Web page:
Vibrant flowers nestled among fresh herbs and crisp lettuce leaves all beautifully arranged before making their way from the garden to plate — this is the concept of edible landscaping, a method of gardening that is as much about aesthetics as it is, is about functionality and sustainability.
How fast we consume resources and generate waste is one of society’s main focuses at the moment.
As the movement towards being more eco-friendly flourishes, people are learning that their day-to-day lifestyle choices make a significant impact on the environment.
Most of these small changes can be made at home in ways such as recycling waste, composting and being more eco-aware when it comes to your gardening. How often do we dedicate a Sunday morning to trimming hedges, mowing lawns and watering useless landscape shrubs when edible plants are just as attractive, produce fresh crops, and require only slightly more maintenance?
Statistics published by Lowes reveal that, on a hot day, which is common during the sweltering summers in sunny South Africa, the average lawn can use 473 litres of water per 93 square metres.
The same lawn on a cool, cloudy day uses as little as 37 litres of water. While your biggest concern may be expenses, when you waste water or overuse household water, you’re actually also squandering the energy-intensive purification process.
According to Stanford Mag: “The food industry is a major player in such environmental issues as deforestation, land-use change, water wastage and excess fertiliser run-off. And that’s to say nothing of the greenhouse gas emissions associated with agriculture, shipping, and food processing and storage.”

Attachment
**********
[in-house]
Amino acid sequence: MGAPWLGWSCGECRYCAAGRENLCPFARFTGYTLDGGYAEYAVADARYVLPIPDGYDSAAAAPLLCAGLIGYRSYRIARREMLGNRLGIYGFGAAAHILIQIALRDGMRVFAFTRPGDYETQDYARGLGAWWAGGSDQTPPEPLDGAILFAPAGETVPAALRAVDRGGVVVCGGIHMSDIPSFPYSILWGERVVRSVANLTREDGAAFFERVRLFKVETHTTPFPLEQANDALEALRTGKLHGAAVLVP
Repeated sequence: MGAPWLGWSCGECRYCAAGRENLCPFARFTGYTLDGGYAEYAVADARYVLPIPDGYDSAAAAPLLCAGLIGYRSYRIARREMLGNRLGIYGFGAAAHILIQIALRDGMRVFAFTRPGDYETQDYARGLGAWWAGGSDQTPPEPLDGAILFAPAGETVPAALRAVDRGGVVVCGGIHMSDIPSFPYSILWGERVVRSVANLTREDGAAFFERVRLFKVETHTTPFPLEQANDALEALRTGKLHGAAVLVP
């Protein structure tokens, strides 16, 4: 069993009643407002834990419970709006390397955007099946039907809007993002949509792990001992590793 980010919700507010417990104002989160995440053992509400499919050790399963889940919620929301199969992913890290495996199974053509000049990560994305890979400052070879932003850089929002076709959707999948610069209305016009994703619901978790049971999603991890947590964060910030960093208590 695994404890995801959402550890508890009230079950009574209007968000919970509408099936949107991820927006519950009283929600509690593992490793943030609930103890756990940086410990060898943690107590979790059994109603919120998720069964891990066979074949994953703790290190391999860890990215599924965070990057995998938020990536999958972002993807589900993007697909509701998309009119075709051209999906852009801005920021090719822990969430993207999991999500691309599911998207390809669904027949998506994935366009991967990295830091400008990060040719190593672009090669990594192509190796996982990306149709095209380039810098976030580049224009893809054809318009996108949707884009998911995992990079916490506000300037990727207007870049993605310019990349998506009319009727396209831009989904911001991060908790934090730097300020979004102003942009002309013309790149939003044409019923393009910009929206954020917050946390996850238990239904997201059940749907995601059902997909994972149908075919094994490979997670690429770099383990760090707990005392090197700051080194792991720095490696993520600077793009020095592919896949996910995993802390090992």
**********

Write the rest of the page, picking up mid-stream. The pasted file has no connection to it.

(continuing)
Additionally, plastic bags, styrofoam trays, cardboard boxes and other use-once forms of packaging that will likely end up clogging landfills grow with every grocery haul. As a personal benefit, you’ll shave off a good fraction of your monthly grocery bill too.
But won’t we be missing out on the beauty of an aesthetic garden? As cheerful as sunflowers or trailing succulents may be, it’s important to choose plants that are not only visually appealing but also attract pollinating insects, are wildlife-friendly and consumable.
Without converting your entire garden into a plantation of fruit and vegetables, edible landscaping is a gentle nudge in the direction of subsistence farming that blends conventional planting with row cropping techniques (planting in rows with spaces in between) to produce a visually appealing and environmentally beneficial landscape. The overall effect is rustic, like something out of a storybook set in the countryside.
An edible garden is a perfect opportunity to rethink your layout. The trick is to not overpopulate your garden with too many pointless plants. Instead, pair crops and other pretty plants together that are good growing companions.
All vegetables and fruit plants produce flowers, so with this method of planting, you’ll achieve the goal of getting the most out of your space visually and in a functional manner. No area of your garden will be wasted with dead spots that offer nothing but suck up resources. — iolnews.